MORE than 200 benefit claimants a day have faced cash penalties for breaching jobseeking agreements, with a huge increase in cases in one deprived area of Glasgow, according to charities.
Organisations said claimants were unaware of any rules they were supposed to have broken while chasing jobs, and that the Department for Work and Pensions (DWP) regime is ineffective and targets the most vulnerable.
Claimants can be penalised if they fail to keep appointments with advisers, or do not meet goals set at meetings, such as attending interviews or applying for a specific number of jobs.
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Citizens Advice Scotland (CAS) has called for a review of the regime's purpose and wants an analysis of the reasons behind a huge rise in the number of sanctions applied, and whether they are causing people to go hungry.
The DWP has commissioned a review of the use of sanctions, which have risen rapidly in recent years.
While CAS and other charities say they agree there must be punishments for those who fail to follow the rules, they cite dozens of examples of people unfairly dealt with, or for whom the rules have been inappropriately applied.
They say a deprived area of Glasgow had seen a 400% rise in sanctions.
CAS says that, in one case, a woman in the east of Scotland was expected to be in two places at the same time by different back-to-work schemes. She was warned to expect sanctions when she only attended one of them.
In the west of Scotland, one person was said to have got a job but received a four-week benefit penalty after he stopped looking for work while waiting to start his new post.
In one case a man told a CAS adviser he had no money for food, gas or electricity. However, he was still sanctioned after he failed to keep his mobile phone topped up and could not apply for work.
In its response to the review being carried out by Matthew Oakley, a member of the social security advisory committee, CAS says sanctions should only be applied as a last resort. It also says jobsearch requirements should be meaningful and should genuinely support people to find work. It says communication about the rules is often poor and that most unemployed benefit claimants want to work.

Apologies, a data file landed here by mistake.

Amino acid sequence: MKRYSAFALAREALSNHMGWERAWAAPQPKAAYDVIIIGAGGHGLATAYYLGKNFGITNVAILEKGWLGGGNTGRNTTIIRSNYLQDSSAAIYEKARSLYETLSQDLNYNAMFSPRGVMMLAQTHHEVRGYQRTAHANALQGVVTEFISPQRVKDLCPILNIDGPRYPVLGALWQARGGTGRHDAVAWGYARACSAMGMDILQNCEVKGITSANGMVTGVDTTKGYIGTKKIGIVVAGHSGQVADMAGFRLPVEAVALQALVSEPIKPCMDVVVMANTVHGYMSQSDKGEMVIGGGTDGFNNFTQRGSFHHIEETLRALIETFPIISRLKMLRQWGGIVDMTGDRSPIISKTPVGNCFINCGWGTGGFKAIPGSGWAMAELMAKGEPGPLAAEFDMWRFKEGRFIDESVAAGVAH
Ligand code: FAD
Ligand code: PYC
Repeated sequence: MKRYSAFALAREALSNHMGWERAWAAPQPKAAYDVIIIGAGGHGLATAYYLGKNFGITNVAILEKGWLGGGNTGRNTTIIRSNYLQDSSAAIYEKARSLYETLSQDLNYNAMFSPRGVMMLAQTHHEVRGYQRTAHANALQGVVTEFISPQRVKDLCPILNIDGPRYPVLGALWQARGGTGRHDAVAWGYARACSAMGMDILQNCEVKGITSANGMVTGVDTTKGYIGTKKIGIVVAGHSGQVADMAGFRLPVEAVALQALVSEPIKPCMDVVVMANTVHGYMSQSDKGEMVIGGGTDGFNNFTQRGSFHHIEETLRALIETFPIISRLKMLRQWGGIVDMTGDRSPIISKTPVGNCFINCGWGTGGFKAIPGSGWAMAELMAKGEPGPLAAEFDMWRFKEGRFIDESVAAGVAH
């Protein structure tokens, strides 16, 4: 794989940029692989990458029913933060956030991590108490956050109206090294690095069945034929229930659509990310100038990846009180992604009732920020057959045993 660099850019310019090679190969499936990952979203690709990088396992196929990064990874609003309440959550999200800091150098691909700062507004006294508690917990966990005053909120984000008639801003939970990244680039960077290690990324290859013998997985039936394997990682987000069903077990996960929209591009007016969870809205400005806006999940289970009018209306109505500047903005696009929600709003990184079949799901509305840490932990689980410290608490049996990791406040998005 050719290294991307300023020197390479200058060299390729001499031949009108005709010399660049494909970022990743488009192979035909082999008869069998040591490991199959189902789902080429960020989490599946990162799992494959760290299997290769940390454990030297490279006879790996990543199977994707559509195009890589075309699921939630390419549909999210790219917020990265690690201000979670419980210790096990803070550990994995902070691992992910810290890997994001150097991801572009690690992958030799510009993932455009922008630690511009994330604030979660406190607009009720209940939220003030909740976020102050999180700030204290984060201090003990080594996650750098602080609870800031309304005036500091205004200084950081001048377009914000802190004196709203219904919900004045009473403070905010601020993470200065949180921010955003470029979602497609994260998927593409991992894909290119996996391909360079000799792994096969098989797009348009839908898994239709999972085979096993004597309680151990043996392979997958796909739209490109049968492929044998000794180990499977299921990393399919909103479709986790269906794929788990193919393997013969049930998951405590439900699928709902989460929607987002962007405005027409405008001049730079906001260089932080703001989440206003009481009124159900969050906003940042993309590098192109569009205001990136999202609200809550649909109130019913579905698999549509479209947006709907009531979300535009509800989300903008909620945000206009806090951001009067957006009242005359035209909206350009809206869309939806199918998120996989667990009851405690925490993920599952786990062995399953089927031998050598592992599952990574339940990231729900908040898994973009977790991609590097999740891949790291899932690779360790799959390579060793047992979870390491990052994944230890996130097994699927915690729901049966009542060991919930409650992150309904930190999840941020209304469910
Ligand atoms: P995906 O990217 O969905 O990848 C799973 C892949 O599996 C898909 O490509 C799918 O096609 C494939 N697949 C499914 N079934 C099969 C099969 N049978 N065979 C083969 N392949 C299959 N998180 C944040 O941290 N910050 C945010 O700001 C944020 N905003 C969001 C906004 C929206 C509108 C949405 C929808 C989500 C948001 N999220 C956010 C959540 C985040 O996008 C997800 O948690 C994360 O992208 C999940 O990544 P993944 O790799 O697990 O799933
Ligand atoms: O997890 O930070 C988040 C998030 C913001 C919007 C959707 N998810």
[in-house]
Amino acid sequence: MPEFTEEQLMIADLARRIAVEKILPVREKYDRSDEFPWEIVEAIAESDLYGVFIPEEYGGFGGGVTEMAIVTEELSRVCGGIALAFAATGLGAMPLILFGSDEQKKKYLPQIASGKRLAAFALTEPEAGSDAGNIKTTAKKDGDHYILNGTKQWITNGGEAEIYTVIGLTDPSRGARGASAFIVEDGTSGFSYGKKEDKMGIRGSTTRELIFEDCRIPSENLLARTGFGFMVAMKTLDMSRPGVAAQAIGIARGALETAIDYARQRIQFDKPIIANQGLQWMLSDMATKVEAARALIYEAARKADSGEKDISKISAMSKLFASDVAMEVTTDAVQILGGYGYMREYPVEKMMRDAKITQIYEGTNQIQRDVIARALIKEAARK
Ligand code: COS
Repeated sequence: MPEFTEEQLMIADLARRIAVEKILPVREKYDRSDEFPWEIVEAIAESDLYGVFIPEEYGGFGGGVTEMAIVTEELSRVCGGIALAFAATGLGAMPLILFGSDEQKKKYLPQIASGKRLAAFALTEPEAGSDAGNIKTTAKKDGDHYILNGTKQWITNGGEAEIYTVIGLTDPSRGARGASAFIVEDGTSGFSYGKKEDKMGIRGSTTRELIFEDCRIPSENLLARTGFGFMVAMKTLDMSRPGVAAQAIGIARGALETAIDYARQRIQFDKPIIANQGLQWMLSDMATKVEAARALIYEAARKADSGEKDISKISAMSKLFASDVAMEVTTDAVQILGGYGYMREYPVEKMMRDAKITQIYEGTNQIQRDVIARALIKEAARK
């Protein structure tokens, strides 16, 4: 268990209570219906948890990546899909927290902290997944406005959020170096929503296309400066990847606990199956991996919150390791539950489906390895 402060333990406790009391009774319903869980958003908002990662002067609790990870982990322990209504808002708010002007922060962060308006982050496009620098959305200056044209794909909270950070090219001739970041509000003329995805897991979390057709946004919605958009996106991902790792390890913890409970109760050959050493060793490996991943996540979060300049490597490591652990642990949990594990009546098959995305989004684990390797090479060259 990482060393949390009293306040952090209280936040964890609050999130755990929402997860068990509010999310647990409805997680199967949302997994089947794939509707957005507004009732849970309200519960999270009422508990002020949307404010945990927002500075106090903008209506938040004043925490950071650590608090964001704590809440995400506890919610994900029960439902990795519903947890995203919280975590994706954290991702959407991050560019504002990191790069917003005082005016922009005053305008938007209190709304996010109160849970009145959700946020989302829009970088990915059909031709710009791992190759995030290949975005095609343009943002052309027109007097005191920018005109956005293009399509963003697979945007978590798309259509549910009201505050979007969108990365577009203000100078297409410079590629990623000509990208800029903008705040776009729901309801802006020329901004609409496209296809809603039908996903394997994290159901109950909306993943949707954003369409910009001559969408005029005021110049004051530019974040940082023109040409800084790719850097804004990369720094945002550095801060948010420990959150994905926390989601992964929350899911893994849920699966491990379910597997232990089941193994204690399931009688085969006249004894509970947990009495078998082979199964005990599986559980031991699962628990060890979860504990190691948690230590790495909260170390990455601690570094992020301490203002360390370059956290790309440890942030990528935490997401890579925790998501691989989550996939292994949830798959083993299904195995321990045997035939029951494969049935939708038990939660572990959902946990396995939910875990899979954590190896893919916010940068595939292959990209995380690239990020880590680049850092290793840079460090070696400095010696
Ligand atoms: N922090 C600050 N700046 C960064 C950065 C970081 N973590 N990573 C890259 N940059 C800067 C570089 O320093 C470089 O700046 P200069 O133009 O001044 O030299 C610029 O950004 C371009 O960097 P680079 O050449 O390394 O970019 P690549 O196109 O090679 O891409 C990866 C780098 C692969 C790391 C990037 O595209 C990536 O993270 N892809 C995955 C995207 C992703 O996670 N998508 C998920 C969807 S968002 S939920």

Advisers say they see many people who do not understand what was expected of them or who have had money they relied upon stopped without warning or sufficient explanation.
CAS says people should be entitled to a written warning, formal notification if they are at risk of a sanction, and written notification at least 10 days in advance if their money is to be stopped.
The Scottish Council for Voluntary Organisations (SCVO) has also responded, and outlined a possible alternative and more supportive approach to helping the unemployed.
However, director of public affairs John Downie said: "We have little confidence in this review, since welfare reform to date has been driven by ideology rather than a genuine attempt to improve public services."
SCVO says the sanctions regime is leading to people facing extreme hardship and that 73% of referrals to food banks are for people or families affected by benefit delays and sanctions.
Mr Downie added: "Sanctions work against people moving back into work. They are pushed towards destitution and therefore unlikely to take up opportunities to retrain or access employability support. In dealing with a crisis situation the focus for families will be on trying to access the basics of life - food, shelter, heat - rather than moving back towards employment."
SCVO told the review that savings accrued from sanctions were likely to be negated by rising crime, demand for other services and poorer health and wellbeing.
Beth Reid, head of social policy at CAS, said: "In principle, CAS does not object to the use of sanctions, provided they are applied appropriately, with discretion and as a last resort. But the operation of the sanctions regime is not in line with this.
"There needs to be a fundamental and public review of the purpose of the sanctions regime. This review should examine the reasons behind the huge increase in sanctions in recent months and years and the effectiveness of the current regime in meeting its stated purposes and what, if any, relationship there is between sanctions, food poverty and destitution."
A DWP spokesman said: "People should do everything they can to find work in return for their Jobseeker's Allowance. We make it clear to people what the rules are and that they risk losing their benefits if they don't play by them."
l A report from think-tank Demos will today call for law changes to prevent the breakdown of social networks and promote families living more closely together.